Crosby and Bob Hope used to hit shots on the Paramount lot during breaks on the set. One Sunday during the filming of Road to Utopia they were playing at Lakeside, a course often frequented by the stars. They had reached the 4th tee when they were intercepted by Paul Jones, the producer of the movie, and a man carrying two suits. Seems Crosby and Hope had been ducking the wardrobe man in favor of golf. The suits had to be ready for the next day's shoot, so a fitting took place right there on the tee. As other groups came to the 4th, Crosby and Hope waved them through.
Although the two of them loved the game and eventually lent their names to tournaments, they never got around to making Road to Pebble Beach. But they came close, appearing in a 1943 short called Don't Hook Now. A musical comedy, it includes footage from the Crosby Pro-Am showing top pros such as Hogan, Sam Snead and Byron Nelson.
Fred Astaire's sense of rhythm never translated to his golf swing—he was a 90s shooter—but he loved the game. One day at Bel Air he did a few impromptu dance steps before teeing off and decided to use the routine in Carefree. The scene took two weeks to shoot at the RKO ranch, an outdoor studio in the desert, and required 300 golf balls, five men to shag them, a piano and several cases of beer to combat the 95° heat.
Eastwood, long a regular at Pebble Beach, often takes his clubs on the road when he makes a movie. Filming Paint Your Wagon proved difficult when costar Lee Marvin kept going off on toots. The only way Eastwood could stay calm was to duck out for a round of golf.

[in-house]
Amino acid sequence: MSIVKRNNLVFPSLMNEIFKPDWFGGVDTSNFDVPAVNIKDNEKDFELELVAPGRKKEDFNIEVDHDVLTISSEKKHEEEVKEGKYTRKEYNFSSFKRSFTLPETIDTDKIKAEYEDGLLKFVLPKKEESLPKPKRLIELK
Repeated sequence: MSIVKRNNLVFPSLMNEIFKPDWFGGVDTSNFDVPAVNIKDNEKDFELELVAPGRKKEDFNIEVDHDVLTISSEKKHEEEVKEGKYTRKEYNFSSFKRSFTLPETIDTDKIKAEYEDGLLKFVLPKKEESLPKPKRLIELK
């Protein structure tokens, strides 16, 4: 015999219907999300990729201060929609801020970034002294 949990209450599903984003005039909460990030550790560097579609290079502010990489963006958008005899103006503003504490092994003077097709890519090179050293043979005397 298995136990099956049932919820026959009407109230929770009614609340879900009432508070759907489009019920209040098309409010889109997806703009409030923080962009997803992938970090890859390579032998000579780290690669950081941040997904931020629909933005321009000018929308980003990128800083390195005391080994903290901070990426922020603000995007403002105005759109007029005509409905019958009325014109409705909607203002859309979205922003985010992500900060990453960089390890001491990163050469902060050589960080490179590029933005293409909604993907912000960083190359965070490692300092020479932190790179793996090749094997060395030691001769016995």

One Hollywood star who wound up hating the game was Glenn Ford, a sometime golfer who played the part of Hogan in Follow the Sun. Hogan worked Ford so hard trying to make his swing creditable that every night the actor had to soak his hands in a solution of vinegar and salt. After four months of filming, Ford swore he would never play again, a promise he kept.
Movies involving golf go back to the days of hickory shafts. Surely no one has forgotten The Golf Game and the Bonnet (1913), A Foozle at the Tee Party (1915) and The Golfers, a Mack Sennett comedy made in 1929. On film Jackie Gleason, Mickey Rooney and, believe it or not, Elvis Presley all took clubs in hand at one time or another. At least two golf movies have been made for TV, namely Agatha Christie's 1923 novel Murder on the Links and Dan Jenkins's saucy novel Dead Solid Perfect.
Whether or not Costner's movie is a birdie or a bogey will have to await Siskel and Ebert's verdict this summer, but if there were Oscars for movies involving golf, the following films would be winners in a variety of categories.
BEST MOVIE WITH ONLY A SINGLE GOLF SCENE: There are four nominees. In Sunset Boulevard, William Holden, in a voice-over, says, "Finally I located that agent of mine. He was hard at work at Bel Air, making with the golf sticks." The scene takes place on the 4th hole at the Bel Air Country Club.
In The Sting, Robert Shaw, as the heavy, is on a practice putting green when he tells a henchman to track down and do away with Robert Redford.
The opening scene of The Philadelphia Story shows Katharine Hepburn throwing Cary Grant's thin bag of clubs at him, retaining one club that she breaks over her knee.